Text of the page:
5. Related to the average life of two years issue, there is no differentiation between variable rate and fixed rate MBS's.  Even though the average life of a variable rate MBS will extend when interest rates rise the return on the bond also increases thereby improving the holding entities bottom line and helping to maintain the NII position of the corporate.

6. With expanded authority the corporates would be able to invest in all sorts of foreign assets.  Why does a corporate need to do this?  Is there anyone on staff at a corporate that has the expertise to evaluate such investments?  Would you want your corporate invested in such assets?

These are my thoughts on areas of concern I saw.  I hope that many people take the time to read the corporate regs and draw their own conclusions.  The collapse of the corporates will cost the credit union movement $16 billion, (trust me on this one, the real number will be at least that big).  And it will affect the bottom line of every credit union for years to come.  Just on this basis I think it's important that this time NCUA gets it right.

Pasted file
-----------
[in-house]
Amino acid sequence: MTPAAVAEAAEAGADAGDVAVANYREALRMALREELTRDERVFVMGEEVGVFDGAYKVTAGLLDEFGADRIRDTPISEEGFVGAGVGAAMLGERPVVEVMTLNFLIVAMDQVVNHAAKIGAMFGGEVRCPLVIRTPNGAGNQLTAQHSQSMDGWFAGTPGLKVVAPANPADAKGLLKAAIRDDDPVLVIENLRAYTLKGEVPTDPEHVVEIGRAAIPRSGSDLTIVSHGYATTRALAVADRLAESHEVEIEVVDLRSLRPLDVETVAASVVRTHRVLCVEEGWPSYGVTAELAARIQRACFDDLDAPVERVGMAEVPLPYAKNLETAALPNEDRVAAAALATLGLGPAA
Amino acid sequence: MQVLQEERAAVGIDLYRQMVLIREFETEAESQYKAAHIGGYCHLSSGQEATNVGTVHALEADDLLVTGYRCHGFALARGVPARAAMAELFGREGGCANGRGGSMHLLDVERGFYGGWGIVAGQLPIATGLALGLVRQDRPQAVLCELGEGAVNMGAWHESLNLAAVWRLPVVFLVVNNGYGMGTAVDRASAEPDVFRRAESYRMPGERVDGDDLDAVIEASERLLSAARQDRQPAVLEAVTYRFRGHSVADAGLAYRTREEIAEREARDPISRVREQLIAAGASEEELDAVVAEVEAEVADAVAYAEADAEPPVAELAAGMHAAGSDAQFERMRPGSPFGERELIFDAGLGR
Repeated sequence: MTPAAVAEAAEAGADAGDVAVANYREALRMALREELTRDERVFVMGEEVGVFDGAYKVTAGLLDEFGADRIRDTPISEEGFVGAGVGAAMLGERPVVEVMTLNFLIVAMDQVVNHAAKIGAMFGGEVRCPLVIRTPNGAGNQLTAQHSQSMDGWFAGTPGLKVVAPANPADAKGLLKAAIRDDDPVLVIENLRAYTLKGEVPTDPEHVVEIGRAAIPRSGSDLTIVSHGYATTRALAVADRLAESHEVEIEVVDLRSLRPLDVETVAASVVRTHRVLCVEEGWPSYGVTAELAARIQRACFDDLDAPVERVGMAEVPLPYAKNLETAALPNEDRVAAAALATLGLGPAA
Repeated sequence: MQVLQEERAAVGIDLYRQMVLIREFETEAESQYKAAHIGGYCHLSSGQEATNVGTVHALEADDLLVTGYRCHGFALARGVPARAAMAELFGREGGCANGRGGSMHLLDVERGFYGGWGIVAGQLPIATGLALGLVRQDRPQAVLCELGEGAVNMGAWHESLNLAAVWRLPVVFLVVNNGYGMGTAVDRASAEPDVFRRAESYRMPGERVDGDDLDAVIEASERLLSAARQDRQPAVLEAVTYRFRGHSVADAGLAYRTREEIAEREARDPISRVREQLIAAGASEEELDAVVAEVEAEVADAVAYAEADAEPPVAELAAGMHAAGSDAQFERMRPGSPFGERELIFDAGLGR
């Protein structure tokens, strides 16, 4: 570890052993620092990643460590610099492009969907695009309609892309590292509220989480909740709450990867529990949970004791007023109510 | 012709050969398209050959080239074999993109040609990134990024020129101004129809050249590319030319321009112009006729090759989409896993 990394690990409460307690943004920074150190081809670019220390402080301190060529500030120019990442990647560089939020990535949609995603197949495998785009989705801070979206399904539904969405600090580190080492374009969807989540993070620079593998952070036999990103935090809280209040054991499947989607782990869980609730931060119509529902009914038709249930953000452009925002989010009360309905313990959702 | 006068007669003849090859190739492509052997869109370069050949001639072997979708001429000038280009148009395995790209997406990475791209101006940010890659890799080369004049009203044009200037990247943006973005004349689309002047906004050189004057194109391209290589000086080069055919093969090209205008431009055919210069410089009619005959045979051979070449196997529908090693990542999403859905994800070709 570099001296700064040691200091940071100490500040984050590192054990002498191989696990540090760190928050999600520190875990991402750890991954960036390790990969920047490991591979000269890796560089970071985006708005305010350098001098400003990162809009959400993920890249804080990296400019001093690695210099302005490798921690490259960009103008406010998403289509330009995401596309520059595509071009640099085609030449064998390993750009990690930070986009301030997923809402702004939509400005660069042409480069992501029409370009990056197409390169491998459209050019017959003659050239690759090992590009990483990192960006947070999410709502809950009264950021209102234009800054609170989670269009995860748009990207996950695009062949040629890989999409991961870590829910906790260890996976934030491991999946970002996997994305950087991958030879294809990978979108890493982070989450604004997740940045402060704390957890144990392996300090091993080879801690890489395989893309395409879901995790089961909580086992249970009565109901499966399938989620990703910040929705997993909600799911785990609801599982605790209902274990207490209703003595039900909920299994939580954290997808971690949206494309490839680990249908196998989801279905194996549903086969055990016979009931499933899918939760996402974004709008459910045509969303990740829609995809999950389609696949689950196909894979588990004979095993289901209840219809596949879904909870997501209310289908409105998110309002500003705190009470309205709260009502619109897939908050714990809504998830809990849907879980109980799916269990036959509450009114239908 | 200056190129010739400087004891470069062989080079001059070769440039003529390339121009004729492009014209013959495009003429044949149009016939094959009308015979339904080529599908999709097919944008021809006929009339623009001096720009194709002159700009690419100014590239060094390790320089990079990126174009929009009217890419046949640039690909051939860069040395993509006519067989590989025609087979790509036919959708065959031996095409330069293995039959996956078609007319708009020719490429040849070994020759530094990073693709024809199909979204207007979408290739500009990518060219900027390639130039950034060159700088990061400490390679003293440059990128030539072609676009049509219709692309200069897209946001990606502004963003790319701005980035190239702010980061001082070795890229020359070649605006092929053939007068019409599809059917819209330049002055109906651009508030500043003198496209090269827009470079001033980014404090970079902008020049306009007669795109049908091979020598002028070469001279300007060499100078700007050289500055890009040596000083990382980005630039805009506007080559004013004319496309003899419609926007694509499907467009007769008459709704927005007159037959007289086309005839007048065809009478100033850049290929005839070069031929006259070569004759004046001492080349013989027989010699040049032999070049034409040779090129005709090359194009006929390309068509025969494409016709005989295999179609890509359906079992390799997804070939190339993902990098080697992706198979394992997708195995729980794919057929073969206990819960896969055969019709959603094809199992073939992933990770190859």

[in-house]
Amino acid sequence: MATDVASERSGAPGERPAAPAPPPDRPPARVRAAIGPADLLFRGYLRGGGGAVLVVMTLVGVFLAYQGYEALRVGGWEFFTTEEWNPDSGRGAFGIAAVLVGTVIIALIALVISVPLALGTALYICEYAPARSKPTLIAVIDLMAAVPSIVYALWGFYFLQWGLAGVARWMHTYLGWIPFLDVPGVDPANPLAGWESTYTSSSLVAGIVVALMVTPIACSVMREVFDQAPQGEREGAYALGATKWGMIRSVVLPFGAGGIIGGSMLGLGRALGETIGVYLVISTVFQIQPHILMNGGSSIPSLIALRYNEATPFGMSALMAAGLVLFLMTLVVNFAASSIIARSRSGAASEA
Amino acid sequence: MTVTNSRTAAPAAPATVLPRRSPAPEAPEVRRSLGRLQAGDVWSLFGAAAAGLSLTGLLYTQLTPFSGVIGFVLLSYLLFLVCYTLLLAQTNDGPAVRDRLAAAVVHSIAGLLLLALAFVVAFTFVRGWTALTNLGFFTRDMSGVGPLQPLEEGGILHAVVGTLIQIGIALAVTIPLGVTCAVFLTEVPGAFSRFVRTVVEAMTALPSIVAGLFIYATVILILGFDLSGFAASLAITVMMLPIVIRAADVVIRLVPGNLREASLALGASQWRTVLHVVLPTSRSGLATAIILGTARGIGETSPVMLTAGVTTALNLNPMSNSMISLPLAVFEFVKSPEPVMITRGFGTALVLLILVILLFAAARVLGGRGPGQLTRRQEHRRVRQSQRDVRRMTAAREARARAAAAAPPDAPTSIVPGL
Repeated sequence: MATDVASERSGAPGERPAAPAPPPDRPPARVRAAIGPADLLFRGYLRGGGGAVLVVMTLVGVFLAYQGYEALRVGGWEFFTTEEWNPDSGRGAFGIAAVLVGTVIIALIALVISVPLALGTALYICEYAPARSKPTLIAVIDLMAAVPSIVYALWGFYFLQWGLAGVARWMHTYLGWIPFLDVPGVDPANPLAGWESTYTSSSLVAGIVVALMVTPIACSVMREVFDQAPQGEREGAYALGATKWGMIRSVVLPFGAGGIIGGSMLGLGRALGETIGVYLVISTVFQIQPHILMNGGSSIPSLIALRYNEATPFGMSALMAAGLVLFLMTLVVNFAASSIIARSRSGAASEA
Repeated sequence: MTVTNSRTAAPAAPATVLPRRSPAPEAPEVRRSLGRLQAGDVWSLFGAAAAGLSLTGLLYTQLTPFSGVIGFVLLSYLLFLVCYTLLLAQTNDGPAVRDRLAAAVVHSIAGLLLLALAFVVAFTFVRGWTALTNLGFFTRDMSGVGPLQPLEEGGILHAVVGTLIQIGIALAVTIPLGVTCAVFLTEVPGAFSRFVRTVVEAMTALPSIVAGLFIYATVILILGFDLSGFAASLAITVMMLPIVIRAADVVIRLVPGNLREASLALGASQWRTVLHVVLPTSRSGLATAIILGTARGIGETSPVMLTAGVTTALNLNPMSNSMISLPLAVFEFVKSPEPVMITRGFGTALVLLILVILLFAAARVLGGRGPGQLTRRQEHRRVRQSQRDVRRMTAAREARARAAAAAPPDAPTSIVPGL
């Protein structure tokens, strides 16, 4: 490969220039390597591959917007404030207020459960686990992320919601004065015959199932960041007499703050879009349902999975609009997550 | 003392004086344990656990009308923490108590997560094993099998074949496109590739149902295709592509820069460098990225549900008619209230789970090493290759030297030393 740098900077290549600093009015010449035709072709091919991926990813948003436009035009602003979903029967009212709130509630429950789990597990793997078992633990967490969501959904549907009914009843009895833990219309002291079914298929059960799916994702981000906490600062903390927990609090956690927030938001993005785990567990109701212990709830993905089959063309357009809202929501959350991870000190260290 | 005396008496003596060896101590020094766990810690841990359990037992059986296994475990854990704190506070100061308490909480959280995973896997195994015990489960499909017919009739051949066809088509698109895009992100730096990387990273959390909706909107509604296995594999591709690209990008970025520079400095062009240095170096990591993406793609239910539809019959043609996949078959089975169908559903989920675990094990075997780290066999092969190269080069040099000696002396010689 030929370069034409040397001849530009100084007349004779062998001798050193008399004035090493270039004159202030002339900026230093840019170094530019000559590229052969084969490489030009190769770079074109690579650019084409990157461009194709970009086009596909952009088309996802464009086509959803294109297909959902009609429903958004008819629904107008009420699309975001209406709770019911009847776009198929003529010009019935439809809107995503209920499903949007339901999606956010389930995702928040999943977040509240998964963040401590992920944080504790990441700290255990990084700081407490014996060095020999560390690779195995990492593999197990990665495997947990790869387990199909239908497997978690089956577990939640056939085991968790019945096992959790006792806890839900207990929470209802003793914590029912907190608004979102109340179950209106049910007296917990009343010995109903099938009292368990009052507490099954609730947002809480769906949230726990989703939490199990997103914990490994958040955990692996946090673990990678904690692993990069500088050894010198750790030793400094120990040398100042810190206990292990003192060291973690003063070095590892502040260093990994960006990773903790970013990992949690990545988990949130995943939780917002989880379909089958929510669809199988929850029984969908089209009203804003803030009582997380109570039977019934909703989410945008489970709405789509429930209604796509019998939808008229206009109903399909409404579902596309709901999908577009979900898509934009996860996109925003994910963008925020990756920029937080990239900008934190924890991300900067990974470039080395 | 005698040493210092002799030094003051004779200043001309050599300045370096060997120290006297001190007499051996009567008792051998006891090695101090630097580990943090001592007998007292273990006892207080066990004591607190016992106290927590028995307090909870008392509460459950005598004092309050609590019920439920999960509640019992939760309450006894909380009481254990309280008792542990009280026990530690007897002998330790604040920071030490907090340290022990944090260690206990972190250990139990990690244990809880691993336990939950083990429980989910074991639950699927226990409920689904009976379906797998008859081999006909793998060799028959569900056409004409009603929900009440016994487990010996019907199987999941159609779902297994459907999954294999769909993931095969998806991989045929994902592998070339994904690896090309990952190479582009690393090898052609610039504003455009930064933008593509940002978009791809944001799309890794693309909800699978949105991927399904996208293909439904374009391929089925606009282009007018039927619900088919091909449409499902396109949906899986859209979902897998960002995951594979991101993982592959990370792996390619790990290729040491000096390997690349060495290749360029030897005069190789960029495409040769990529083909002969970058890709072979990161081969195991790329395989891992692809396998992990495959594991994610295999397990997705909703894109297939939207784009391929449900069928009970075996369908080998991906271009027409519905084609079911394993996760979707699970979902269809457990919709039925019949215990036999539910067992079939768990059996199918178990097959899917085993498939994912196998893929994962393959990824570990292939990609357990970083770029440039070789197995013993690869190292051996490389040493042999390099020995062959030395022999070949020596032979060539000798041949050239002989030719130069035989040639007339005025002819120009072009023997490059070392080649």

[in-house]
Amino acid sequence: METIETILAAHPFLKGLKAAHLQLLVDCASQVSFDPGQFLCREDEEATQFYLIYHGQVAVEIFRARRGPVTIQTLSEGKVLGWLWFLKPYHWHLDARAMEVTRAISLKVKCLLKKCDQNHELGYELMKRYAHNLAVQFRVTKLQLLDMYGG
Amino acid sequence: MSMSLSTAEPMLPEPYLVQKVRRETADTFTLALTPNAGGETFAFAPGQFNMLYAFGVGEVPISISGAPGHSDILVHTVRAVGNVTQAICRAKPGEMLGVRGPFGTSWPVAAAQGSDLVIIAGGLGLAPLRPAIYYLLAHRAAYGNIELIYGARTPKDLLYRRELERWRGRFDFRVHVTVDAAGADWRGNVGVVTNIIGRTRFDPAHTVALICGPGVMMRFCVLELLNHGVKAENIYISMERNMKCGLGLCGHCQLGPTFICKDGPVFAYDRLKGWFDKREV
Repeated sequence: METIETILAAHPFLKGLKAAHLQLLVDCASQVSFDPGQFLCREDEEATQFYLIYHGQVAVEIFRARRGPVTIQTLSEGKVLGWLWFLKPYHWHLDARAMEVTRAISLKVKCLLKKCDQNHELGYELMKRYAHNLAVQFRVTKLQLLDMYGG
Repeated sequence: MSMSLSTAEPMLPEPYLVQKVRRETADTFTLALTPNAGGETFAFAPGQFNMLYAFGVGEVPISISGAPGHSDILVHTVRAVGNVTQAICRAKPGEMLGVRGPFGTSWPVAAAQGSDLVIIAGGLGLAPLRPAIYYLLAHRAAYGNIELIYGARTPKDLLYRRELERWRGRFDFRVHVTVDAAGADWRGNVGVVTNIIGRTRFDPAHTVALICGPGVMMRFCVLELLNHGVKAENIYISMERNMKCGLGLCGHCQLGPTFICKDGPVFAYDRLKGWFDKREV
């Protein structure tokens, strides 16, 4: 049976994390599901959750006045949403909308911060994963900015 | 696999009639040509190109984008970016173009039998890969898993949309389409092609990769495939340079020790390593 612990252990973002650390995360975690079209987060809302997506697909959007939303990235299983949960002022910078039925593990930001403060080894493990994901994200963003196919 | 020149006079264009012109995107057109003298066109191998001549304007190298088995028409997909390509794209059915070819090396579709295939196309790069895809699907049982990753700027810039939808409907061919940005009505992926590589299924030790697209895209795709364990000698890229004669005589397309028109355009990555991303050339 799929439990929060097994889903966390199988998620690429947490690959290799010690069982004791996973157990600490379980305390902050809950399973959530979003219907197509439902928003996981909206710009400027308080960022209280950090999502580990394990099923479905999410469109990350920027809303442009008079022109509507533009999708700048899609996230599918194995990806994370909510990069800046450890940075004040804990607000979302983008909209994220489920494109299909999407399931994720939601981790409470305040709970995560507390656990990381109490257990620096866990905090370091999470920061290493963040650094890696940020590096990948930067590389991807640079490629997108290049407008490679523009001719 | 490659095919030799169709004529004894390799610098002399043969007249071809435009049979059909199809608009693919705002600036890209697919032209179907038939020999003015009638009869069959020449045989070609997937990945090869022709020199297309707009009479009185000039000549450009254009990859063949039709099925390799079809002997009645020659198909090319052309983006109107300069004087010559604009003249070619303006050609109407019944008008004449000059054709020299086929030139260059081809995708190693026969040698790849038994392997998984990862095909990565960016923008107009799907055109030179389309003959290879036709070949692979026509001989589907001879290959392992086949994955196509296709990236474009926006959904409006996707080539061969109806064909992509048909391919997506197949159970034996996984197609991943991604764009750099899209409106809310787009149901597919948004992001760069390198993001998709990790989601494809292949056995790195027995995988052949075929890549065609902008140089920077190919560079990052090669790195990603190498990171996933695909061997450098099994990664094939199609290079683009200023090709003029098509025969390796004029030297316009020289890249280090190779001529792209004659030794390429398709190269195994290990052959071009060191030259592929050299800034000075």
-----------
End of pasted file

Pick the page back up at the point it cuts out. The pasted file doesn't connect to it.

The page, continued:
Tuesday
Jan052010

Why Would We want the Corporates to invest in this?

PART  II

 

(a)  A corporate credit union that has met the requirements of Part I of this Appendix and the additional requirements established by NCUA for Part II may invest in:

 

(1)  Debt obligations of a foreign country;

 

(2)  Deposits and debt obligations of foreign banks or obligations guaranteed by these banks;

 

(3)  Marketable debt obligations of foreign corporations. This authority does not apply to debt obligations that are convertible into the stock of the corporation; and